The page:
Propellor is BSD licensed. It's in Ubuntu universe. It not only references Ubuntu in documentation, but contains code that uses that trademark:
data Distribution = Debian DebianSuite | Ubuntu Release
So, if an Ubuntu-derived distribution has to remove "Ubuntu" from Propellor, they'd end up with a Propellor that either differs from upstream, or that can't be used to manage Ubuntu systems. Neither choice is good for users. Probably most small derived distributions would not have expertise to patch data types in a Haskell program and would have to skip including Propellor. That's not good for Propellor getting wide distribution either.
I think I've convinced myself it would be for the best to remove all
references to "Ubuntu" from Propellor.
Similarly, Debconf is BSD licensed. I originally wrote it, but it's now maintained by Colin Watson, who works for Canonical. If I were still maintaining Debconf, I'd be looking at removing all instances of "Ubuntu" from it and preventing that and other Canonical trademarks from slipping back in later. Alternatively, I'd be happy to re-license all Debconf code that I wrote under the AGPL-3+.
Update: Another package that comes to mind is Debootstrap, which is also BSD licensed. Of course it contains "Ubuntu" in lots of places, since it is how Ubuntu systems are built. I'm no longer an active developer of Debootstrap, but I hope its current developers carefully consider how this trademark nonsense affects it.
PS: Shall we use "*buntu" as the, erm, canonical trademark-free spelling of "Ubuntu"? Seems most reasonable, unless Canonical has trademarked that too.
I've integrated letsencrypt into propellor today.
I'm using the reference letsencrypt client. While I've seen complaints that
it has a lot of dependencies and is too complicated, it seemed to only need
to pull in a few packages, and use only a few megabytes of disk space, and
it has fewer options than
ls does. So seems fine. (Although it would be
nice to have some alternatives packaged in Debian.)
I ended up implementing this:
letsEncrypt :: AgreeTOS -> Domain -> WebRoot -> Property NoInfo
This property just makes the certificate available, it does not configure the web server to use it. This avoids relying on the letsencrypt client's apache config munging, which is probably useful for many people, but not those of us using configuration management systems. And so avoids most of the complicated magic that the letsencrypt client has a reputation for.
Instead, any property that wants to use the certificate can just use leteencrypt to get it and set up the server when it makes a change to the certificate:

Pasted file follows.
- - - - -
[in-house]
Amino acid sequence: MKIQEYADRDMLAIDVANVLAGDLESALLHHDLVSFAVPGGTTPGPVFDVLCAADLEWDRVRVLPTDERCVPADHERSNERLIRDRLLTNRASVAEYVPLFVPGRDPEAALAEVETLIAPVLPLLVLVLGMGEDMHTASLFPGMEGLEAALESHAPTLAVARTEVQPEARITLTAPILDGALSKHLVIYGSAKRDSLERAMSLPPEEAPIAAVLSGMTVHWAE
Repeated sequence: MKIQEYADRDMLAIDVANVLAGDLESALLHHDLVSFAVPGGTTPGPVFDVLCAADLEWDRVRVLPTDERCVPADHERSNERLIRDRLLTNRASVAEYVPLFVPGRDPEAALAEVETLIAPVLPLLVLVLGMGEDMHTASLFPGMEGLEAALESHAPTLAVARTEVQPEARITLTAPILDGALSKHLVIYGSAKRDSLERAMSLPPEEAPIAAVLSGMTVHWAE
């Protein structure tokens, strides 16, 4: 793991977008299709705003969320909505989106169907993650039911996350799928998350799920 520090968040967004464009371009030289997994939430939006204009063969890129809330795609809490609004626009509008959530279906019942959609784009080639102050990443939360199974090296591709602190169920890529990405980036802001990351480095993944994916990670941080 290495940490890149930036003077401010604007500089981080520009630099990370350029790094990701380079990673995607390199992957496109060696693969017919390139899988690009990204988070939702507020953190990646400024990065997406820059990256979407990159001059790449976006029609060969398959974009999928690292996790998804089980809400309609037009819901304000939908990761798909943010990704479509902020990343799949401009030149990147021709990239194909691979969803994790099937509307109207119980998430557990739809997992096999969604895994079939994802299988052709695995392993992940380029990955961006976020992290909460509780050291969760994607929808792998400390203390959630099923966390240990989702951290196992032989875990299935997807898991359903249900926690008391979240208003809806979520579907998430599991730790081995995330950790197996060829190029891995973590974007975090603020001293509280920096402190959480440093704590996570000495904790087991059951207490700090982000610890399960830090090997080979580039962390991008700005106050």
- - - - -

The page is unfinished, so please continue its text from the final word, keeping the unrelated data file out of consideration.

letsEncrypt (LetsEncrypt.AgreeTOS (Just "firstname.lastname@example.org")) "example.com" "/var/www" `onChange` setupthewebserver
(Took me a while to notice I could use
onChange like that,
and so divorce the cert generation/renewal from the server setup.
onChange is awesome! This blog post has been updated accordingly.)
In practice, the http site has to be brought up first, and then letsencrypt run, and then the cert installed and the https site brought up using it. That dance is automated by this property:
Apache.httpsVirtualHost "example.com" "/var/www" (LetsEncrypt.AgreeTOS (Just "email@example.com"))
That's about as simple a configuration as I can imagine for such a website!
The two parts of letsencrypt that are complicated are not the fault of the client really. Those are renewal and rate limiting.
I'm currently rate limited for the next week because I asked letsencrypt for several certificates for a domain, as I was learning how to use it and integrating it into propellor. So I've not quite managed to fully test everything. That's annoying. I also worry that rate limiting could hit at an inopportune time once I'm relying on letsencrypt. It's especially problimatic that it only allows 5 certs for subdomains of a given domain per week. What if I use a lot of subdomains?
Renewal is complicated mostly because there's no good way to test it. You set up your cron job, or whatever, and wait three months, and hopefully it worked. Just as likely, you got something wrong, and your website breaks. Maybe letsencrypt could offer certificates that will only last an hour, or a day, for use when testing renewal.
Also, what if something goes wrong with renewal? Perhaps letsencrypt.org is not available when your certificate needs to be renewed.
What I've done in propellor to handle renewal is, it runs letsencrypt every time, with the --keep-until-expiring option. If this fails, propellor will report a failure. As long as propellor is run periodically by a cron job, this should result in multiple failure reports being sent (for 30 days I think) before a cert expires without getting renewed. But, I have not been able to test this.
Version 6 of git-annex, released last week, adds a major new feature; support for unlocked large files that can be edited as usual and committed using regular git commands.
git init git annex init --version=6 mv ~/foo.iso . git add foo.iso git commit -m "added hundreds of megabytes to git annex (not git)" git remote add origin ssh://sever/dir git annex sync origin --content # uploads foo.iso
Compare that with how git-annex has worked from the beginning, where
git annex add is used to add a file, and then the file is locked,
preventing further modifications of it. That is still a very useful way to
use git-annex for many kinds of files, and is still supported of course.
Indeed, you can easily switch files back and forth between being locked and